DK'S GRIND

Kovacevic: A fine return, indeed, for Maatta ☕

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Dominik Kahun. -- MATT SUNDAY / DKPS

"My stomach was upset for two days."

That was Jim Rutherford, a passionate, emotional man, telling me Saturday night about trading Olli Maatta, two-time Stanley Cup champion and an even bigger winner in life.

"This is a tough one," Rutherford continued. "Talking to Olli ... not only do I respect what he did for us in those two Cups, what he's meant to us as a player. But the person that this is ... it was tough."

I don't doubt it for a second. There's one of that kid, and he'll be missed by many.

But I'm also not doubting Rutherford went the right way here.

The Penguins sent Maatta to the Blackhawks for Dominik Kahun, a 23-year-old, 5-11, 175-pound right winger fresh off a 37-point rookie season, and a fifth-round pick in the imminent 2019 NHL Draft. No cash was known to have exchanged hands, which means the Penguins also will add $3.158 million in cap space. Maatta will make $4.083 million each of the next three seasons. Kahun will make $925,000 next season, after which he can become a restricted free agent.

The key, obviously, is Kahun. And that's where Rutherford's tone lightened considerably.

"This is a good hockey player coming off a really good season," Rutherford told me, "and we're excited to see what he can do for us for a variety of reasons."

Variety is a good way to put it: Kahun's breakdown was 13 goals and 24 assists in 82 games, averaging 14:09 of ice time, as well as a plus-10 rating that was best among all Chicago forwards. He can play any position up front -- "The Hawks signed him as a center, but he told me he really likes right wing," Rutherford said -- he participated on both the power-play and penalty-killing units, and he bounced up and down the depth chart, Bryan Rust style, frequently skating alongside Jonathan Toews on the top line.

And don't overlook the 82 games: Kahun and the Penguins' Marcus Pettersson were among just six NHL rookies to have played all 82 games. (Pettersson actually played 84 because of his in-season trade from the Ducks.)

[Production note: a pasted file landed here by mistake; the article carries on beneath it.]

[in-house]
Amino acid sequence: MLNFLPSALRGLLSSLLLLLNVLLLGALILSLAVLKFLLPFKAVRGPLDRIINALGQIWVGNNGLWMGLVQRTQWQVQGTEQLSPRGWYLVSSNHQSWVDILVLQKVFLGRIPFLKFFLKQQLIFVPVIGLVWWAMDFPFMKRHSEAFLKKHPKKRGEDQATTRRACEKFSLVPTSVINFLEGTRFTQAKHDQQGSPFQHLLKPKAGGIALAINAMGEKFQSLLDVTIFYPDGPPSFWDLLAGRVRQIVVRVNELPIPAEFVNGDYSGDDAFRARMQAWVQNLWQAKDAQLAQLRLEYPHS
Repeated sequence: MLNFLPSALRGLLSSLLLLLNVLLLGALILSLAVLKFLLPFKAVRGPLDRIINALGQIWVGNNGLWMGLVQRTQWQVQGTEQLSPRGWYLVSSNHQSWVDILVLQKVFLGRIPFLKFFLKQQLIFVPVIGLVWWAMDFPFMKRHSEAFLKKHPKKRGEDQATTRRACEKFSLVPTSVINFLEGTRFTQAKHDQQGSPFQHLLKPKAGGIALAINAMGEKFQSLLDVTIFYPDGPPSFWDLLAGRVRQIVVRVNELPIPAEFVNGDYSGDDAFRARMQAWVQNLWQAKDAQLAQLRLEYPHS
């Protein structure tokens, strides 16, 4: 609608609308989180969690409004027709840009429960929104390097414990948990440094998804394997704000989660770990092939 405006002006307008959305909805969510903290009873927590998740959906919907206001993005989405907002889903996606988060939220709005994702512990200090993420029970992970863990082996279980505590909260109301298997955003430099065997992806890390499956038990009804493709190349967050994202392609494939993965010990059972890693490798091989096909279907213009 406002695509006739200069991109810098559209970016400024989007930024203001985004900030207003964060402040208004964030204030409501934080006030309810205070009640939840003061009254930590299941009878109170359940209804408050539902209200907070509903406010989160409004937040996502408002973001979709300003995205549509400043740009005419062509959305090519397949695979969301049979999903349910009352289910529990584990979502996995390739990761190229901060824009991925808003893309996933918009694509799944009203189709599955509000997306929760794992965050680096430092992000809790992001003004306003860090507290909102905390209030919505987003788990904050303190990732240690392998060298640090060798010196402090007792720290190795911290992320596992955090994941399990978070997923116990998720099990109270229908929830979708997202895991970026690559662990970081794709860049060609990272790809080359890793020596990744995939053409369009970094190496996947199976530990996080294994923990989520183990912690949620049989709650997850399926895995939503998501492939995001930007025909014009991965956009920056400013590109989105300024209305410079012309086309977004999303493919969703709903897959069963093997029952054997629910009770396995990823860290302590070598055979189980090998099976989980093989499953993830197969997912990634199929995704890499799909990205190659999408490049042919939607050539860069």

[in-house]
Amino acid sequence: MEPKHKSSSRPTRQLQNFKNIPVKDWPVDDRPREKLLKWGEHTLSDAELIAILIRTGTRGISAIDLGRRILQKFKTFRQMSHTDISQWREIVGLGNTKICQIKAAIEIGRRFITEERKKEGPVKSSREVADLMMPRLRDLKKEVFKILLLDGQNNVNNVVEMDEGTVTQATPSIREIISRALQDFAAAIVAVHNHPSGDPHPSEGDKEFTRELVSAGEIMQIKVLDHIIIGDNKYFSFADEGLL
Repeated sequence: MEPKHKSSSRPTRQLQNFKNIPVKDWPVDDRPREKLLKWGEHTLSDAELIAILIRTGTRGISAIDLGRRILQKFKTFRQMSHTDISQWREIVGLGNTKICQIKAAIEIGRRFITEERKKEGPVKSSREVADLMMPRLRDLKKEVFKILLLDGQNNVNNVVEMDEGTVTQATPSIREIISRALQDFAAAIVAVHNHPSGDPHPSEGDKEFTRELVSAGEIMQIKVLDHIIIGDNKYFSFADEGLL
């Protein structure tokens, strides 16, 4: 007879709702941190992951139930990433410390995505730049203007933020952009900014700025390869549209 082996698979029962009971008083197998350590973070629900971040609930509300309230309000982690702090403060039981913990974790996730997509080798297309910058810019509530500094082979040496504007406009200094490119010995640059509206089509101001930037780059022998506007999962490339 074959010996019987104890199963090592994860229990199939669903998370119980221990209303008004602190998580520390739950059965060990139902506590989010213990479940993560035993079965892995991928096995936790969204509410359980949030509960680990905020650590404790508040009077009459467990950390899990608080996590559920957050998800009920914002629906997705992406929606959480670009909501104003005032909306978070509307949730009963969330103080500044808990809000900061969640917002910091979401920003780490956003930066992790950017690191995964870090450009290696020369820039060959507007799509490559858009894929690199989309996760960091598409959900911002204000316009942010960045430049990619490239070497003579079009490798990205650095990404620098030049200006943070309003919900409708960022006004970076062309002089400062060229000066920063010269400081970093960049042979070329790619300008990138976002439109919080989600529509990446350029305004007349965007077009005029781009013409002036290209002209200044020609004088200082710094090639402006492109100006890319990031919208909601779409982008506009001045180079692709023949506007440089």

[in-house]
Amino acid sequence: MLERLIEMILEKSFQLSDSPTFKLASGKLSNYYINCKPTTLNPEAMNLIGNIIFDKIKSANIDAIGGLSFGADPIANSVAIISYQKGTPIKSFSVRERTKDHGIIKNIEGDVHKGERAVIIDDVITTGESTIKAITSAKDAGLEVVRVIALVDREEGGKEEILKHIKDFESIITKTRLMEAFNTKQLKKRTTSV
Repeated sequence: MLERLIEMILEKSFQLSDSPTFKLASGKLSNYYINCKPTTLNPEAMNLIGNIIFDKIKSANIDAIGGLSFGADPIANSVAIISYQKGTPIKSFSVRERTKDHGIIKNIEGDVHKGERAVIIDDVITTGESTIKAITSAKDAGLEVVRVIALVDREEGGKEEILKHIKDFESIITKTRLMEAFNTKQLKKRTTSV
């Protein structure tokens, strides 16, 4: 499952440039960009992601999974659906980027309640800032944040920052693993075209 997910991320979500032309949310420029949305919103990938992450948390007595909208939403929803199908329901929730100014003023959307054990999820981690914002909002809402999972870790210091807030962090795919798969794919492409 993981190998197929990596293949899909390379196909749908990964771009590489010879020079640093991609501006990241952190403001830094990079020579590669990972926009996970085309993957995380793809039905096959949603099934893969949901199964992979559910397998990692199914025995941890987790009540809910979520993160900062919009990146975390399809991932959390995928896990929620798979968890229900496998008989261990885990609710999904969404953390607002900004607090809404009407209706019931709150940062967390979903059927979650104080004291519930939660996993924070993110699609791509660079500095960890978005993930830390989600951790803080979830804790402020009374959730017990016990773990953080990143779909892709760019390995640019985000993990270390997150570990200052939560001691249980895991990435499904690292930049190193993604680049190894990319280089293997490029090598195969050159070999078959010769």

I asked Rutherford to outline Kahun's skill set, and he replied, "First off, he can skate. He's fast. And he's got really good hands. And he's responsible defensively. He's got the speed and skill you want up front, but he'll also take care of the puck."

Kahun was born in Plana, Czech Republic, but moved to Germany and has represented the latter at the international level, including a silver medal in the 2018 Olympics in South Korea. Before signing with the Blackhawks as an undrafted free agent May 21, 2018 -- similar to how the Penguins added Juuso Riikola last summer -- Kahun spent four seasons with EHC Munich in Germany’s top league, winning the championship each of his final three seasons. In his four seasons in Munich, he produced 39 goals and 72 assists over 157 regular-season games.

How does that slip through a seven-round draft?

"Some guys are late bloomers," Rutherford answered that question. "That's what Kahun's been. He's come a long way, and that's to his credit."

Maatta, who'll turn 25 in August, was the Penguins' first-round pick, 22nd overall, in 2012, and matured quickly into a heady, consistent, two-way defenseman, then a prominent contributor to both championships under Mike Sullivan. Along the way, he overcame significant obstacles, from a bout with thyroid cancer in 2014, to major injuries to his hip and shoulder. He did all of that with class and a smile, blossoming into a popular figure inside and outside the team's world.

There were on-ice struggles, too. He appeared to have lost a step in his stride, though all concerned denied -- Maatta most vehemently -- that it was the case or that he might have been affected in any way by his various injuries and ailments. His final game with the Penguins, most unfortunately, wound up ranking among his worst, after which he was a healthy scratch the rest of the way.

That, plus the Penguins' glut of left-handed defensemen and Maatta's potential value toward a real hockey return, made it clear he was most likely to go, as I'd been reporting for a couple months.

So, now what?

Well, here's the current depth chart on defense, at least as I see it within the context of pairs:

Dumoulin-Letang
Johnson-Schultz
Pettersson-Gudbranson
Riikola-Ruhwedel

I brought up a handful of other issues with Rutherford that I'll share in bullet form:

• On whether he feels he still has to make a move on defense: "No, I don't think we have to. I would suspect as we go along here that Pettersson will continue to move up in the lineup. He's shown us he's capable of that. But we can start the season this way, sure, and we're in a better spot than when we started the season last year."

• On whether it was a good market for Maatta: "I'd say so. Olli's a champion. And he'd be a good fit on any team."

• On how long talks had been ongoing with Chicago: "Not too long. I'd say it came together fairly quickly."

• On how he plans to utilize the cap space: "That's really hard to say right now because of other things that have to take place between now and July 1," the start of free agency. "I'd say that what this move did was to get us where we need to be. We'll see where that takes us."

• On how he feels, in general, about making more moves: "I'm open to ideas. That's the best answer I can give."

He's off to a fast -- and fresh-faced and skilled -- start.

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